Comparing and combining data across multiple sources via integration of paired-sample data to correct for measurement error
Article first published online: 5 JUL 2012
Copyright © 2012 John Wiley & Sons, Ltd.
Statistics in Medicine
Volume 31, Issue 28, pages 3748–3759, 10 December 2012
How to Cite
Huang, Y., Huang, Y., Moodie, Z., Li, S. and Self, S. (2012), Comparing and combining data across multiple sources via integration of paired-sample data to correct for measurement error. Statist. Med., 31: 3748–3759. doi: 10.1002/sim.5446
- Issue published online: 23 NOV 2012
- Article first published online: 5 JUL 2012
- Manuscript Accepted: 30 APR 2012
- Manuscript Received: 20 JAN 2012
- assay comparison;
- inter-laboratory measurement error;
- multiple data sources;
- regression calibration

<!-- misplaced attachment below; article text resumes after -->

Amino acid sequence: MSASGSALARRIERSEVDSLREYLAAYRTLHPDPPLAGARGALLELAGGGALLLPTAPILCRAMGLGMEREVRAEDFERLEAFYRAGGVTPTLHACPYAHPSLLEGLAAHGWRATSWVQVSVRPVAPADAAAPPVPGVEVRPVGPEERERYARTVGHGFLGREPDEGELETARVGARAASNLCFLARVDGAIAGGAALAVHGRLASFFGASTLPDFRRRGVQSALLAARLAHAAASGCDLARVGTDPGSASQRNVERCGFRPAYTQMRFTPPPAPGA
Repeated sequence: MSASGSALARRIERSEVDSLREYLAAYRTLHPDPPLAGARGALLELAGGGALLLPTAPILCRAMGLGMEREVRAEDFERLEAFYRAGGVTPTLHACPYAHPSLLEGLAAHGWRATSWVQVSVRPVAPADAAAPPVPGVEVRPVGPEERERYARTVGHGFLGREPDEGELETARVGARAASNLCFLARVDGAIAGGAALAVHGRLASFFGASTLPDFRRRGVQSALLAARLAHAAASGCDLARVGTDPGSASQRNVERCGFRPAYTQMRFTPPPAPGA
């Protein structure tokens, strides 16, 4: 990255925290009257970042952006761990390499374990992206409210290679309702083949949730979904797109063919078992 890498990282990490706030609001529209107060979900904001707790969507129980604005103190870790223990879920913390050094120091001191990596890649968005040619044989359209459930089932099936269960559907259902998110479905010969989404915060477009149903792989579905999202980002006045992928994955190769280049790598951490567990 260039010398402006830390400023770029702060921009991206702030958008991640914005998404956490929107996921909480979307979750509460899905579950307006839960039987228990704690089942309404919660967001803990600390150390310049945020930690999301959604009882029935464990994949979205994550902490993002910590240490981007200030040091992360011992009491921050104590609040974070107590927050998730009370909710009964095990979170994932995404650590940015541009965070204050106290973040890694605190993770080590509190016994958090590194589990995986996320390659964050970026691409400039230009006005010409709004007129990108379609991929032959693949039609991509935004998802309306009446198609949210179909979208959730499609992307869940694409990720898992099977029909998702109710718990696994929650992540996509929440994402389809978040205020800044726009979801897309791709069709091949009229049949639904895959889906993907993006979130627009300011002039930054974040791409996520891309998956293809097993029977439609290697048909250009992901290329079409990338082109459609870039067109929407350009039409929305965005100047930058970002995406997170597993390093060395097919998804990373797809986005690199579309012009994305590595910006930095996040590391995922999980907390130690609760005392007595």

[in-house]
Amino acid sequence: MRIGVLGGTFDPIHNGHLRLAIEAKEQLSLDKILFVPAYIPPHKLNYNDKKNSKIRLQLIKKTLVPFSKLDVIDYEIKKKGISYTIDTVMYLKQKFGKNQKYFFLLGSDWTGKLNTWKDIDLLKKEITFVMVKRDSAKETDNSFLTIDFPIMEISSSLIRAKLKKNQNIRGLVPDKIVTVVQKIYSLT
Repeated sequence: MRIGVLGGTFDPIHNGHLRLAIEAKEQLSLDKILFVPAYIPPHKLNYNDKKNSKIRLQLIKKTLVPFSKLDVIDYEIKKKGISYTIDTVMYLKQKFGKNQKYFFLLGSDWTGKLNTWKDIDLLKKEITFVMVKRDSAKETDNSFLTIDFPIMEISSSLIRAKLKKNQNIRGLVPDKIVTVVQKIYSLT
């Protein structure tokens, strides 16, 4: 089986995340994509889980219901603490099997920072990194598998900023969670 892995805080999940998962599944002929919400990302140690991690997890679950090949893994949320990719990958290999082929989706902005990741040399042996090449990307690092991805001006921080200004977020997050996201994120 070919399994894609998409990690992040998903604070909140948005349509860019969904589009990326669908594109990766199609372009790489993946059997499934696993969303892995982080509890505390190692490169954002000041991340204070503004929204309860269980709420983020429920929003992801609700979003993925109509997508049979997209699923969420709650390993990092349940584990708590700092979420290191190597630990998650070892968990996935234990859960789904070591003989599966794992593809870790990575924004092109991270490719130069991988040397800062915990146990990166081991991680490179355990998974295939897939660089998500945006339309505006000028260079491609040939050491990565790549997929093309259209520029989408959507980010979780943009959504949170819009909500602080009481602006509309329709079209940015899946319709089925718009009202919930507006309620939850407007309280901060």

In biomedical research such as the development of vaccines for infectious diseases or cancer, study outcomes measured by an assay or device are often collected from multiple sources or laboratories. Measurement error that may vary between laboratories needs to be adjusted for when combining samples across data sources. We incorporate such adjustment in the main study by comparing and combining independent samples from different laboratories via integration of external data, collected on paired samples from the same two laboratories. We propose the following: (i) normalization of individual-level data from two laboratories to the same scale via the expectation of true measurements conditioning on the observed; (ii) comparison of mean assay values between two independent samples in the main study accounting for inter-source measurement error; and (iii) sample size calculations of the paired-sample study so that hypothesis testing error rates are appropriately controlled in the main study comparison. Because the goal is not to estimate the true underlying measurements but to combine data on the same scale, our proposed methods do not require that the true values for the error-prone measurements are known in the external data. Simulation results under a variety of scenarios demonstrate satisfactory finite sample performance of our proposed methods when measurement errors vary. We illustrate our methods using real enzyme-linked immunosorbent spot assay data generated by two HIV vaccine laboratories. Copyright © 2012 John Wiley & Sons, Ltd.